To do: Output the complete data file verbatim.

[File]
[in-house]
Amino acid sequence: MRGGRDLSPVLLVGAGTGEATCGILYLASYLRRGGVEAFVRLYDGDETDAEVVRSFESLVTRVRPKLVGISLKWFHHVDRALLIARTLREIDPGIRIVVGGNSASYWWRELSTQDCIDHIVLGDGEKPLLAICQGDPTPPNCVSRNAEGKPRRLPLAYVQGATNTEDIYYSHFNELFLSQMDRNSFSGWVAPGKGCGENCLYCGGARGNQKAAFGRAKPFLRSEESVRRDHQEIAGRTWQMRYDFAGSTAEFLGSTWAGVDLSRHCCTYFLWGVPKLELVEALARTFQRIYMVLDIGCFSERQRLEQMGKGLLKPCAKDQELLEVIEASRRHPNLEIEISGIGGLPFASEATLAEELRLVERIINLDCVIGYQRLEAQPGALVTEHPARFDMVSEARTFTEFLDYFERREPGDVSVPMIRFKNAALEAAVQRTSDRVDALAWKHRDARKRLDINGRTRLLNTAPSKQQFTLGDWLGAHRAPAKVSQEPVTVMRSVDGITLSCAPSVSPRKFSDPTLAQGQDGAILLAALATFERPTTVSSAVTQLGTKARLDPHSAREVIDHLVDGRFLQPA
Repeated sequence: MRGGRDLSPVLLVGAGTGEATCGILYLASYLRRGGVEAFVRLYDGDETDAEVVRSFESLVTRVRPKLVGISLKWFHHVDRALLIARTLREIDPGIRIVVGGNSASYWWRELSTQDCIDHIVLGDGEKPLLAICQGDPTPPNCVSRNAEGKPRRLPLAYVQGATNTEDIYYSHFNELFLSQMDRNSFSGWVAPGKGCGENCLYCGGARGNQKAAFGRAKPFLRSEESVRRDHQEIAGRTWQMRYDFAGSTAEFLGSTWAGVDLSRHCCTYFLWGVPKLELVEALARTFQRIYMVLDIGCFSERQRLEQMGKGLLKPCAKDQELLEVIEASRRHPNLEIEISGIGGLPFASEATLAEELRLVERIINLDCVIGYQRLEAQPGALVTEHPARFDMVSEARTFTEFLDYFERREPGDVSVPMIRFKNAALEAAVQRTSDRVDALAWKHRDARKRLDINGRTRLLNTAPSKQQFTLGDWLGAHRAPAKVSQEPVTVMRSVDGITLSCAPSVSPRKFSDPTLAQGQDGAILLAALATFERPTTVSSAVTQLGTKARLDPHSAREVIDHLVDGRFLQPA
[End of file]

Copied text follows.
[in-house]
Amino acid sequence: MRGGRDLSPVLLVGAGTGEATCGILYLASYLRRGGVEAFVRLYDGDETDAEVVRSFESLVTRVRPKLVGISLKWFHHVDRALLIARTLREIDPGIRIVVGGNSASYWWRELSTQDCIDHIVLGDGEKPLLAICQGDPTPPNCVSRNAEGKPRRLPLAYVQGATNTEDIYYSHFNELFLSQMDRNSFSGWVAPGKGCGENCLYCGGARGNQKAAFGRAKPFLRSEESVRRDHQEIAGRTWQMRYDFAGSTAEFLGSTWAGVDLSRHCCTYFLWGVPKLELVEALARTFQRIYMVLDIGCFSERQRLEQMGKGLLKPCAKDQELLEVIEASRRHPNLEIEISGIGGLPFASEATLAEELRLVERIINLDCVIGYQRLEAQPGALVTEHPARFDMVSEARTFTEFLDYFERREPGDVSVPMIRFKNAALEAAVQRTSDRVDALAWKHRDARKRLDINGRTRLLNTAPSKQQFTLGDWLGAHRAPAKVSQEPVTVMRSVDGITLSCAPSVSPRKFSDPTLAQGQDGAILLAALATFERPTTVSSAVTQLGTKARLDPHSAREVIDHLVDGRFLQPA
Repeated sequence: MRGGRDLSPVLLVGAGTGEATCGILYLASYLRRGGVEAFVRLYDGDETDAEVVRSFESLVTRVRPKLVGISLKWFHHVDRALLIARTLREIDPGIRIVVGGNSASYWWRELSTQDCIDHIVLGDGEKPLLAICQGDPTPPNCVSRNAEGKPRRLPLAYVQGATNTEDIYYSHFNELFLSQMDRNSFSGWVAPGKGCGENCLYCGGARGNQKAAFGRAKPFLRSEESVRRDHQEIAGRTWQMRYDFAGSTAEFLGSTWAGVDLSRHCCTYFLWGVPKLELVEALARTFQRIYMVLDIGCFSERQRLEQMGKGLLKPCAKDQELLEVIEASRRHPNLEIEISGIGGLPFASEATLAEELRLVERIINLDCVIGYQRLEAQPGALVTEHPARFDMVSEARTFTEFLDYFERREPGDVSVPMIRFKNAALEAAVQRTSDRVDALAWKHRDARKRLDINGRTRLLNTAPSKQQFTLGDWLGAHRAPAKVSQEPVTVMRSVDGITLSCAPSVSPRKFSDPTLAQGQDGAILLAALATFERPTTVSSAVTQLGTKARLDPHSAREVIDHLVDGRFLQPA